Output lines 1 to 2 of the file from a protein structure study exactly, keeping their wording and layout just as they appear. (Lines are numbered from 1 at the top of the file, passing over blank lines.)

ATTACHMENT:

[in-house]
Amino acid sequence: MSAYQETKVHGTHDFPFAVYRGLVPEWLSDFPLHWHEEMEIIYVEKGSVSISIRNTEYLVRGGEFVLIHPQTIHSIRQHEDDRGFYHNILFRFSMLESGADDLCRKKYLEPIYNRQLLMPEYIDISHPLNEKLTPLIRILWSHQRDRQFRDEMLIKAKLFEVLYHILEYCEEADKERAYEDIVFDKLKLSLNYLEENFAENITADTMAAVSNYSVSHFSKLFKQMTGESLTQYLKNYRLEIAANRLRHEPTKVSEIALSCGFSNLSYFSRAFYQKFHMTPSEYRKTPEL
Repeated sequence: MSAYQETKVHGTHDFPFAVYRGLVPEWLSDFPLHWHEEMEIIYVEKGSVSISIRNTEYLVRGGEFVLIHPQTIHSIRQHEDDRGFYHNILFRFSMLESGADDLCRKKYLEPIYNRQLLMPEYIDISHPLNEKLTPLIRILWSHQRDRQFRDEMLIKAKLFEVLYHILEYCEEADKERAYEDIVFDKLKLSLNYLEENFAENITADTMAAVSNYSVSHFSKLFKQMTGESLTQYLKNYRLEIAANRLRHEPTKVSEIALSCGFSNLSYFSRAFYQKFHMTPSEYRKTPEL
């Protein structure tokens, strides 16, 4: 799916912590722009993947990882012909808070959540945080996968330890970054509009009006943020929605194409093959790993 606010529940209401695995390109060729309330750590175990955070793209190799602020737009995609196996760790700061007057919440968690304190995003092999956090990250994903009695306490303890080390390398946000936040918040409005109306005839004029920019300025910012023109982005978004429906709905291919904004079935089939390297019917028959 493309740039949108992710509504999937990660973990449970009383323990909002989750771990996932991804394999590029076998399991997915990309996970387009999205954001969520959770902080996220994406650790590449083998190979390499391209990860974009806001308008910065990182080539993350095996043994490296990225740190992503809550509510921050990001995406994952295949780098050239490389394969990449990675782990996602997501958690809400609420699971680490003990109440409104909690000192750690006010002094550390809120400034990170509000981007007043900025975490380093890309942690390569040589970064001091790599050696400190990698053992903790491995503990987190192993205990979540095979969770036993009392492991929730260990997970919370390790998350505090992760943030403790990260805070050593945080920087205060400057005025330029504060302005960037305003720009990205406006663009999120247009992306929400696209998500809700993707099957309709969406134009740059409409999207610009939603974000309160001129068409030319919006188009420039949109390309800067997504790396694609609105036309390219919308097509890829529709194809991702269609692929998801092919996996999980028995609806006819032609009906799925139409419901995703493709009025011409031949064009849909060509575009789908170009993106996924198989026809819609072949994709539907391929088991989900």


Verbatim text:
[in-house]
Amino acid sequence: MSAYQETKVHGTHDFPFAVYRGLVPEWLSDFPLHWHEEMEIIYVEKGSVSISIRNTEYLVRGGEFVLIHPQTIHSIRQHEDDRGFYHNILFRFSMLESGADDLCRKKYLEPIYNRQLLMPEYIDISHPLNEKLTPLIRILWSHQRDRQFRDEMLIKAKLFEVLYHILEYCEEADKERAYEDIVFDKLKLSLNYLEENFAENITADTMAAVSNYSVSHFSKLFKQMTGESLTQYLKNYRLEIAANRLRHEPTKVSEIALSCGFSNLSYFSRAFYQKFHMTPSEYRKTPEL